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But Gallo's success with the French Red Bicyclette has terrified some wine aficionados, who are worried that the globalizing wine market will become defined by dumbed-down wines, homogenized for simple American taste buds. To purists, a wine's flavors should be determined by terroir--the taste of the land where the grapes grow, the minerals in the soil, the amount of sun, wind and rain to which the grapes are exposed. "Authenticity is important," says Italian enologist Stefano Chioccioli. "We already have China invading us with products with no history. Wine is the fruit of man, but it is connected to the terroir. It is important to maintain that sense of differentiation." It's not that the best French Burgundies and California Cabernets are losing their terroir. Instead the critics are crying foul over mass-produced wines that hog the grocery-store shelves. A new documentary has poured gasoline on the debate: Jonathan Nossiter's Mondovino is the wine world's Fahrenheit 9/11, an indictment of big corporate wineries that Nossiter claims are killing wine's soul. To such critics, Gallo's international brands are as scary as McDonald's Golden Arches.
Most people who buy Black Swan or Red Bicyclette probably don't realize they are drinking a Gallo wine. The Gallo brand appears nowhere on the labels. But Gallo's partnerships with international wineries--in Italy, Australia, New Zealand and France--account for an estimated 10 million cases of the company's sales. (That's still a puddle compared with the ocean of California wine Gallo produces every year--65 million cases in 2004, or half of all grapes grown in California.) Gallo formed its first partnership 10 years ago when executives saw how Americans who had been guzzling Chardonnay were looking for other dry white varietals. Pinot Grigio, with its light, fruity style, was a natural choice, and much of the best came from Italy. Gallo struck a deal with Cavit, an Italian cooperative. The result was Ecco Domani, which sold 900,000 cases last year. Cavit now produces two other successful Italian brands for Gallo.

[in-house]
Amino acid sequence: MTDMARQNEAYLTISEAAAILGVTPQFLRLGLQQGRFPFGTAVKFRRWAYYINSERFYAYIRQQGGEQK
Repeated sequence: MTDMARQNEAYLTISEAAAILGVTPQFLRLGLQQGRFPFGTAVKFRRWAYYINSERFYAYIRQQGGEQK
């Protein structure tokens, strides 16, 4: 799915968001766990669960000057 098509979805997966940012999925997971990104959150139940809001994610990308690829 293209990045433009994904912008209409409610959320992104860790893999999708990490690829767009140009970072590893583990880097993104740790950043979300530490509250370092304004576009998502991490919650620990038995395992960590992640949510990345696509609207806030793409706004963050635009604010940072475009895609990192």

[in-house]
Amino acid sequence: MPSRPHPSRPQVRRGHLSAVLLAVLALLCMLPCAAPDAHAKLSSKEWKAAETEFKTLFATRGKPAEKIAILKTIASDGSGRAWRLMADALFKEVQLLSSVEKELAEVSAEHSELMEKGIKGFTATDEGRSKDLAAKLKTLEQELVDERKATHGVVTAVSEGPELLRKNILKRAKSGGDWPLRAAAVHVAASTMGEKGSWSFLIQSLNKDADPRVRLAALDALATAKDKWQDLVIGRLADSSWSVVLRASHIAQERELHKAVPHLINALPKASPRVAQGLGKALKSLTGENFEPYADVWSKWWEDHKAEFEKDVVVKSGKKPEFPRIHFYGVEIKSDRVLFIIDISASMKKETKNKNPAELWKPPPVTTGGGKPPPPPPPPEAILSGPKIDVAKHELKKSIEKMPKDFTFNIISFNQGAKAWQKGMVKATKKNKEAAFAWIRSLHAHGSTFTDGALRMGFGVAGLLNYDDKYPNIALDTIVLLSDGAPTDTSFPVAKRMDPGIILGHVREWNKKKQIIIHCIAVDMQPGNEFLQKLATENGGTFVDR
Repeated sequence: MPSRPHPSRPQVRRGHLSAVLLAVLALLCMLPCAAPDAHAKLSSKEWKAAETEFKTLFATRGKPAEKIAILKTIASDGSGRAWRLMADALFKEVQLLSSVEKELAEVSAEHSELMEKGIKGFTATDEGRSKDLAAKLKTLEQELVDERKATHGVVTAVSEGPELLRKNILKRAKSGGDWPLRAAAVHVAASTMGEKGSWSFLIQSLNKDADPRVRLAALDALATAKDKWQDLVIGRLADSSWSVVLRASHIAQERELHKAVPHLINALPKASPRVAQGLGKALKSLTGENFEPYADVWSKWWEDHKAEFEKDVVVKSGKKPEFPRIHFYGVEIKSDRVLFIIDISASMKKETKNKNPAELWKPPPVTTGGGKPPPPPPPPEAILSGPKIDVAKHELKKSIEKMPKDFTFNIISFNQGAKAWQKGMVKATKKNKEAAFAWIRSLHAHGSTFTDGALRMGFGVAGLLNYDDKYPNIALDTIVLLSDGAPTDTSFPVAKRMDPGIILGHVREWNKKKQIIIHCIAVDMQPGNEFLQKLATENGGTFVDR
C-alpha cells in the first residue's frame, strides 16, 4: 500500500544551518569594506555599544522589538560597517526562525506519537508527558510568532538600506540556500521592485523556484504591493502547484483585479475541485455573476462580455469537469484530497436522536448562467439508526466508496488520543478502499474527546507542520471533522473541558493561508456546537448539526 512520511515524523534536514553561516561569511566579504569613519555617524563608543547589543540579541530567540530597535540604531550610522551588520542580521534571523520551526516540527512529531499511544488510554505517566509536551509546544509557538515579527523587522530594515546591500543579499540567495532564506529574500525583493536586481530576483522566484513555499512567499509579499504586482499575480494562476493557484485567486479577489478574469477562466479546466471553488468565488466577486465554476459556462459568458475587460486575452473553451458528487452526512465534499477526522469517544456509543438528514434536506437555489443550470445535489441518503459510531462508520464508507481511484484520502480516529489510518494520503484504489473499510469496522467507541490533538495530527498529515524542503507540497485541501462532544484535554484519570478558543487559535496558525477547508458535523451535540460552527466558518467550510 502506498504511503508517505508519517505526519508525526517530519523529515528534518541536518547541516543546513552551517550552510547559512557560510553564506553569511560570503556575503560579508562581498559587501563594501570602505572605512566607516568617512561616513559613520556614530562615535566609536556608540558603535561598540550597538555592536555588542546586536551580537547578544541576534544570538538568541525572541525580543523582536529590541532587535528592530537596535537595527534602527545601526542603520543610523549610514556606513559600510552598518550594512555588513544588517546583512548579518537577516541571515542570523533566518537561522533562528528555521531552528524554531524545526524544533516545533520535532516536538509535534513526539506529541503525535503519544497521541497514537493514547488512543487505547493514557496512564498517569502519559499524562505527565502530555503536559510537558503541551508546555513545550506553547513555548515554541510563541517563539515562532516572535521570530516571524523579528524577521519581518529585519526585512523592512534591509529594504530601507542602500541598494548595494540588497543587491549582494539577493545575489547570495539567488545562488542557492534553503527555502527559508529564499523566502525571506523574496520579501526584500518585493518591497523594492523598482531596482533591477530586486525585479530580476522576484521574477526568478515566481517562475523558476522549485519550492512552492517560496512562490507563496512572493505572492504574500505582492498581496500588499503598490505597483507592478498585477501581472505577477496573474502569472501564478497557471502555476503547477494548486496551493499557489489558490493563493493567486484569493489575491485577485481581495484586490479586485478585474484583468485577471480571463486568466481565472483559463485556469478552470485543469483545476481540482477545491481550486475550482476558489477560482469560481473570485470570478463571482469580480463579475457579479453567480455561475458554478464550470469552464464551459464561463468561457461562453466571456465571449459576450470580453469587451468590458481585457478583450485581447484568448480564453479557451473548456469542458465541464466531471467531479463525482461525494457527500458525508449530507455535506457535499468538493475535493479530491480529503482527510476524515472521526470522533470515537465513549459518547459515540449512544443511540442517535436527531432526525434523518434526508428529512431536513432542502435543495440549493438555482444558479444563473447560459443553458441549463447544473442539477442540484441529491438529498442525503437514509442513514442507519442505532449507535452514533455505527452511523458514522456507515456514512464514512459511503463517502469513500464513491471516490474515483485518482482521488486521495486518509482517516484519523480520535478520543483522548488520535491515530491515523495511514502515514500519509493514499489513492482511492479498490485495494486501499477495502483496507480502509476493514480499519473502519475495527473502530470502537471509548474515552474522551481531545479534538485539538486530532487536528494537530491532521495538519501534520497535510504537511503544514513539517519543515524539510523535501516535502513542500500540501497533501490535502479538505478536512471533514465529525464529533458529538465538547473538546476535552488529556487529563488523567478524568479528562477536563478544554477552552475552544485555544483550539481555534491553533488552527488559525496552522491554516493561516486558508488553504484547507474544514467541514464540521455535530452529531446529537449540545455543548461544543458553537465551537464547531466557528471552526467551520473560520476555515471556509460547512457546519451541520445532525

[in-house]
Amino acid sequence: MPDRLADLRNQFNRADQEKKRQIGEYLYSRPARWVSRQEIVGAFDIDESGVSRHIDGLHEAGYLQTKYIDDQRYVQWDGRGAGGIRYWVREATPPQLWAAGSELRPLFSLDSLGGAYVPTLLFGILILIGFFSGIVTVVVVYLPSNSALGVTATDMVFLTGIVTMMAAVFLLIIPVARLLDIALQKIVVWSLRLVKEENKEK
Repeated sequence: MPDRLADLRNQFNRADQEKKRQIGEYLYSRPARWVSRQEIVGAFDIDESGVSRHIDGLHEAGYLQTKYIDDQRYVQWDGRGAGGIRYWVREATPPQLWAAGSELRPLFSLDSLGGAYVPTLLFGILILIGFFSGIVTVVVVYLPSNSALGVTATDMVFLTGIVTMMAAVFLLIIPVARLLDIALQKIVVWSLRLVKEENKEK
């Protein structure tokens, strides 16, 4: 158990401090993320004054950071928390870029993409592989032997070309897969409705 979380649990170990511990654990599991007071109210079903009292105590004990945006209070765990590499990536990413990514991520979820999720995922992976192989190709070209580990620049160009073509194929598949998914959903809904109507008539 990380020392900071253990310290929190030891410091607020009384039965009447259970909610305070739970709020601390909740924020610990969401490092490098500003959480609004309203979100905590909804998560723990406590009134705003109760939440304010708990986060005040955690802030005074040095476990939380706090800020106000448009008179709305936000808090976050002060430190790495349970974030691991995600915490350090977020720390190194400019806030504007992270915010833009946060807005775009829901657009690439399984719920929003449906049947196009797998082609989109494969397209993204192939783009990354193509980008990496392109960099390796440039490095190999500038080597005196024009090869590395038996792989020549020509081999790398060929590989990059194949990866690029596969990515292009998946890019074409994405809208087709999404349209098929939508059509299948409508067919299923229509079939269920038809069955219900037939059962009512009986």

The purists are right that Gallo takes a nontraditional approach to selecting which wines to distribute. It asks consumers what they want--which is second nature in most industries but not the wine biz. Gallo interviews thousands of American wine drinkers every year, inquiring about the flavors they like and their buying habits. The company has used those data to craft flavor profiles for all major wine types. Each profile is a three-dimensional grid charting the possible flavors and consumers' reactions to them. Gallo's winemakers are then encouraged to craft wines that will get a favorable rating and be consistent year after year. (Among the unsurprising findings in Gallo's research: Americans like to drink their wine "young"--to buy it and have it that night at dinner--rather than store it for years to bring out the flavor.)